[search options]



Dictionary of Virginia Biography

Adeline Detroit Wood Atkinson


Adeline Detroit Wood Atkinson (30 July 1841–11 or 12 December 1916), hotelier and businesswoman, was born in Bedford County, probably the eldest of at least one son and two daughters of William Wood and Sarah Ann White Wood. On 17 September 1860, at the age of nineteen, she married thirty-two-year-old John M. Atkinson and eleven months later gave birth to the first of their three sons and three daughters. When the Civil War began John Atkinson enlisted in Company E of the 11th Virginia Infantry in Lynchburg, and the young couple settled there following his parole at Appomattox in April 1865. By the mid-1870s his income as a bricklayer was insufficient for the growing family and she began taking in boarders. By 1881 her business had become so successful that she opened the Warwick House hotel at a rented twenty-two-room building on Main Street.

The sole support of her family by the 1880s due to her husband's declining health, Atkinson decided to relocate in Richmond, where in 1884 she undertook the management of the financially troubled Saint James Hotel. She soon placed the Saint James on solid footing and in 1889 assumed proprietorship of the American Hotel, which she renamed the Lexington in 1894. Located at Twelfth and Main Streets in the heart of Richmond's financial district, the Lexington Hotel prospered, and within ten years Atkinson had saved enough money to build her own establishment. She purchased and demolished the Saint Clair Hotel, at the corner of Ninth and Grace Streets, and in its place built the Hotel Richmond, a 140-room structure. After it opened on 4 April 1904 a contemporary guidebook described it as "one of the most elegantly situated hotels in the city." Located at the western edge of Capitol Square and equipped with the latest conveniences, the Hotel Richmond ranked just below the famous Jefferson in reputation and popularity. The hotel did so well that in 1912 Atkinson doubled its capacity with a $400,000 addition, and four years later her property was estimated to be worth almost $1,000,000. Hotel Richmond flourished for many years and in 1966 the state acquired it for use as an office building. Threatened with demolition in 2005, the building was placed on the Virginia Landmarks Register and National Register for Historic Places in 2009 and restored in 2016 to again house state employees.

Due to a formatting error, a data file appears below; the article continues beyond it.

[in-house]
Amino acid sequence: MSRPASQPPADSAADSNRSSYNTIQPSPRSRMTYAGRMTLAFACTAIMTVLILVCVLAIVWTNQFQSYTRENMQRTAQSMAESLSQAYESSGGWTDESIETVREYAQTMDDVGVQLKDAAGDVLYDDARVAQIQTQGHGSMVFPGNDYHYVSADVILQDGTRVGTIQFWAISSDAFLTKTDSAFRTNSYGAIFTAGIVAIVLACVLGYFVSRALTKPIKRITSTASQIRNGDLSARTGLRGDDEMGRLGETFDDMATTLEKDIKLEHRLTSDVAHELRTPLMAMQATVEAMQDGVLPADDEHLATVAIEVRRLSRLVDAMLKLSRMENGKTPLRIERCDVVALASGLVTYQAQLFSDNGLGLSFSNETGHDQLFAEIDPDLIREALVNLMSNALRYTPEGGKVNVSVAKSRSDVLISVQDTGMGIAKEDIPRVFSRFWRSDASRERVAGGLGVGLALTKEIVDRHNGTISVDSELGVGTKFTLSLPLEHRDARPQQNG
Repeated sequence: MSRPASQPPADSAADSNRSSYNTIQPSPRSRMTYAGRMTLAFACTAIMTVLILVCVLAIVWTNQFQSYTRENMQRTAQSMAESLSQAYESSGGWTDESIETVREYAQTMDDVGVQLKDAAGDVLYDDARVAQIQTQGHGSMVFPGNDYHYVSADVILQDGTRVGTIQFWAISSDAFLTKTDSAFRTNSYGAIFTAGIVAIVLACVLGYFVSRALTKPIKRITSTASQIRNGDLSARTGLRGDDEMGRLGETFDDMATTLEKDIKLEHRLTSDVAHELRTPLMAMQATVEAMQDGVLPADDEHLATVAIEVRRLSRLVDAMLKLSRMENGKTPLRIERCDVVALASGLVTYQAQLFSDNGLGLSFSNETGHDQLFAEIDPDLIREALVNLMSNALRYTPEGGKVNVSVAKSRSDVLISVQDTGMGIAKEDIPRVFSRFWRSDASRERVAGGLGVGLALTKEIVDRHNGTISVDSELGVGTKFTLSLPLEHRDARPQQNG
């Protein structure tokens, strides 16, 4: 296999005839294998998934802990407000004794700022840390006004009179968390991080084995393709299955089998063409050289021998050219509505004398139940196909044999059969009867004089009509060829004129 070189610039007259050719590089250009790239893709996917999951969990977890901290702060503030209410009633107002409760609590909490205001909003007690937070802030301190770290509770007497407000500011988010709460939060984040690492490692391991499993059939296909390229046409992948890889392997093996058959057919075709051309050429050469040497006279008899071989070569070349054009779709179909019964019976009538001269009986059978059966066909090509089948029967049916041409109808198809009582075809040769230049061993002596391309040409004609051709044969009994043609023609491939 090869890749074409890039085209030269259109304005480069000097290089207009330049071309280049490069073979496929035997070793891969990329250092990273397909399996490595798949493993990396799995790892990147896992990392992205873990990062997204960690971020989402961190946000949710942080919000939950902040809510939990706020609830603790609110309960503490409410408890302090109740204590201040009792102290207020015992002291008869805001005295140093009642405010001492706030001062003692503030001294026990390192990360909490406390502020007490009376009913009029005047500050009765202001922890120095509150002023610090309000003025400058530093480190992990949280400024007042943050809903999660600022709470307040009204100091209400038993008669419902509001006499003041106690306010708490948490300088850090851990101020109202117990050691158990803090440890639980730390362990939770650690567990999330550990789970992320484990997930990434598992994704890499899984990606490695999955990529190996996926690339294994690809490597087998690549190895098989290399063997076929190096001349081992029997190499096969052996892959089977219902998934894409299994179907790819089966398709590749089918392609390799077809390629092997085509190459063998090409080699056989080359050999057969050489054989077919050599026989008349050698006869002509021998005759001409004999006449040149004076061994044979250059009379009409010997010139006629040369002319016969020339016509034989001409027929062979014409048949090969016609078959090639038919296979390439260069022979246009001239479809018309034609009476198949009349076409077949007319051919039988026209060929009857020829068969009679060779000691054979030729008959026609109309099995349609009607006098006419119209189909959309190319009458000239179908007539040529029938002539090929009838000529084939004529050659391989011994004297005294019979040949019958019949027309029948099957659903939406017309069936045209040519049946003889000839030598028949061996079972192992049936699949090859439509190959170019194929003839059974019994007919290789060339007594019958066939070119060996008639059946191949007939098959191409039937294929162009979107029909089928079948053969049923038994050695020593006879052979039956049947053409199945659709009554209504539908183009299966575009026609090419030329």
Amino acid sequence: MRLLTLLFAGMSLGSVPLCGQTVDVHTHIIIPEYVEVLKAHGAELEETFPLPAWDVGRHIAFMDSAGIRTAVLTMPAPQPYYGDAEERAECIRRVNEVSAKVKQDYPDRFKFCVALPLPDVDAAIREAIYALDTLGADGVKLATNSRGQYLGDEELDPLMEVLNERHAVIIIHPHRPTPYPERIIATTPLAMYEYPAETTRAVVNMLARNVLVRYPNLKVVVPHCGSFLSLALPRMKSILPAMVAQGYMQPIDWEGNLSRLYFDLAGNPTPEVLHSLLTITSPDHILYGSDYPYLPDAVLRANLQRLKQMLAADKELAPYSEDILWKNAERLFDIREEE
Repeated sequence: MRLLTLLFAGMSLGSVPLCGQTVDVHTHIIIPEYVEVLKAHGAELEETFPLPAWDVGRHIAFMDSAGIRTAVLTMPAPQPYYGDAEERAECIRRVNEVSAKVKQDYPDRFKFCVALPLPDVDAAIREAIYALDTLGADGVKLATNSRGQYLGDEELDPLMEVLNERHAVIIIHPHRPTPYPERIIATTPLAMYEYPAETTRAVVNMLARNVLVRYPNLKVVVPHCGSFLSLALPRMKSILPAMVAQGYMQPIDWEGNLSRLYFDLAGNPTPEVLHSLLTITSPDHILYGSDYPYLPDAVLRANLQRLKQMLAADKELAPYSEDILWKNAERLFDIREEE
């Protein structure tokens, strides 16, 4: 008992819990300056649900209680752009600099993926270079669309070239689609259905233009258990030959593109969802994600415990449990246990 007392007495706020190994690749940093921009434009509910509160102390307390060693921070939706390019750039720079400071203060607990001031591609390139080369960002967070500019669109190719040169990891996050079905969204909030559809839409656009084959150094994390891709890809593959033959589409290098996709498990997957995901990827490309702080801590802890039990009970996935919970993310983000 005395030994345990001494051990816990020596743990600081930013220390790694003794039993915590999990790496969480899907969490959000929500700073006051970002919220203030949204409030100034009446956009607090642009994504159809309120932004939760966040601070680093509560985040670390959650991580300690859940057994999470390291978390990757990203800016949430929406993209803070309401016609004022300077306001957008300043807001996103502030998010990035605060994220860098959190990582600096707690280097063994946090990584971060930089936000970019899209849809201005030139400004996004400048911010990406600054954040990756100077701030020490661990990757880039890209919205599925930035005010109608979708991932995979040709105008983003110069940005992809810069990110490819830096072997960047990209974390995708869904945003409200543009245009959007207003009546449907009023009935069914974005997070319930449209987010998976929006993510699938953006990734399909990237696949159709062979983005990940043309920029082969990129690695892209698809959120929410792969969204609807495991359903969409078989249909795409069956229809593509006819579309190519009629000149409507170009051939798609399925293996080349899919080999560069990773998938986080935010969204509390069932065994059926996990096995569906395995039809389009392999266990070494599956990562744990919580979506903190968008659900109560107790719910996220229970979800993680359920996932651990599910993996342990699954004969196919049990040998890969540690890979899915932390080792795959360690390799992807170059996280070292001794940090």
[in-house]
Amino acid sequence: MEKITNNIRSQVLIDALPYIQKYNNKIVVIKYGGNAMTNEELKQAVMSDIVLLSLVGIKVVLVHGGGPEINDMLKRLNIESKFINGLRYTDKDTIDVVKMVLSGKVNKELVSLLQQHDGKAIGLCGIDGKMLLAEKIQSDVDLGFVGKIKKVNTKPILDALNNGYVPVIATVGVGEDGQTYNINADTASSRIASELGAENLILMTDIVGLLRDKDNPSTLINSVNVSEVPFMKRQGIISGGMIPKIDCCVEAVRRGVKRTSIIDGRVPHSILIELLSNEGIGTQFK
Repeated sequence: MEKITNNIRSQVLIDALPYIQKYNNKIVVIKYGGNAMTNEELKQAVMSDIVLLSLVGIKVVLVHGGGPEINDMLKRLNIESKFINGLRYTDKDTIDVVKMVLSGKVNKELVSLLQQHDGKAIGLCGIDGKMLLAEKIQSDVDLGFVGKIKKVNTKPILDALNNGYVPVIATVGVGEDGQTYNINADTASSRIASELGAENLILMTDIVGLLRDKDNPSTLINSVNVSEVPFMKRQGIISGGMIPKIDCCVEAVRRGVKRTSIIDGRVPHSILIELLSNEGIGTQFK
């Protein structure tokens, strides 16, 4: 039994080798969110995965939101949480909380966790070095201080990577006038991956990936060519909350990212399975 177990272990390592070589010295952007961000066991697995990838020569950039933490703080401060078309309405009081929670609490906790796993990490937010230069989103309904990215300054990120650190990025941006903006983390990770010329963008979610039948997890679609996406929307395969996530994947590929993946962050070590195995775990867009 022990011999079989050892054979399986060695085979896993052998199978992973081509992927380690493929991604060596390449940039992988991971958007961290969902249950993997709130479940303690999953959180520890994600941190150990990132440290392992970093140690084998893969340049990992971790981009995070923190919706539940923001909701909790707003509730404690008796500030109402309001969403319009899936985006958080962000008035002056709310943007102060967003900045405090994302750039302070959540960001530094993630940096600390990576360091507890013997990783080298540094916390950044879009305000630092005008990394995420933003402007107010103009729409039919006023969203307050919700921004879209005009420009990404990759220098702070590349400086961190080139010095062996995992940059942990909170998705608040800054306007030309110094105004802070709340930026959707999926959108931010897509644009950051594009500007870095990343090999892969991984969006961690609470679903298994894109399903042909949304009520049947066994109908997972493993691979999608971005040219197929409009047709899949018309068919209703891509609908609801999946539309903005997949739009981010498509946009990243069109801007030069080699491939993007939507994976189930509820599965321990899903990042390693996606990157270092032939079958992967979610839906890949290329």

A.D. Atkinson, as she was professionally known, brought her sons into the management but remained in charge of the Hotel Richmond until her health failed in the fall of 1916. Observers credited her success to the close personal attention she gave to all aspects of her business, including shopping in person at local markets for hotel supplies. She was one of Richmond's most prominent and visible businesswomen, and many community and women's organizations sought her advice and support. She declined active membership in any clubs or associations, however, and affiliated formally only with the Second Presbyterian Church.

Adeline Detroit Wood Atkinson died of cancer at the Hotel Richmond at about midnight during the night of 11–12 December 1916. She was buried in the family plot next to her husband, who had died on 6 November 1894, in the city's Hollywood Cemetery.


Sources Consulted:
Birth date and death date of 11 Dec. 1916 on gravestone; parents identified in Lyon Gardiner Tyler, ed., Encyclopedia of Virginia Biography (1915), 5:886; Amherst Co. Marriage Register; United States Census Schedules, Lynchburg, 1880, and Richmond City, 1900 (with birth date of July 1841), both in Records of the Bureau of the Census, Record Group 29, National Archives and Records Administration, Washington, D.C.; career documented in Lynchburg (1879–1882) and Richmond (1885–1916) city directories and in Richmond Times-Dispatch, 3 Apr. 1904, (p. 13), 21 July 1912 (with portrait in Industrial Section, 1–2); Sketches and Views, Points of Interest: Richmond, Virginia (1907), 62 (quotation), 64; Pen and Sunlight Sketches of Richmond [ca. 1910], 70–72; Richmond City Chancery Court Will Book, 15:84–91; death "at 12:01 A.M." on 12 Dec. 1916 in Death Certificate, Richmond City, Bureau of Vital Statistics, Commonwealth of Virginia; obituaries in Richmond News Leader, 12 Dec. 1916, and Richmond Times-Dispatch, 12 Dec. 1916 (death "at midnight").

Image courtesy of the Library of Virginia.


Written for the Dictionary of Virginia Biography by Sandra Gioia Treadway.

How to cite this page:
{Sandra Gioia Treadway,"Adeline Detroit Wood Atkinson (1841–1916)," Dictionary of Virginia Biography, Library of Virginia (1998– ), published 1998, rev. 2016 (http://www.lva.virginia.gov/public/dvb/bio.asp?b=Atkinson_Adeline_Detroit_Wood, accessed [today's date]).


Return to the Dictionary of Virginia Biography Search page.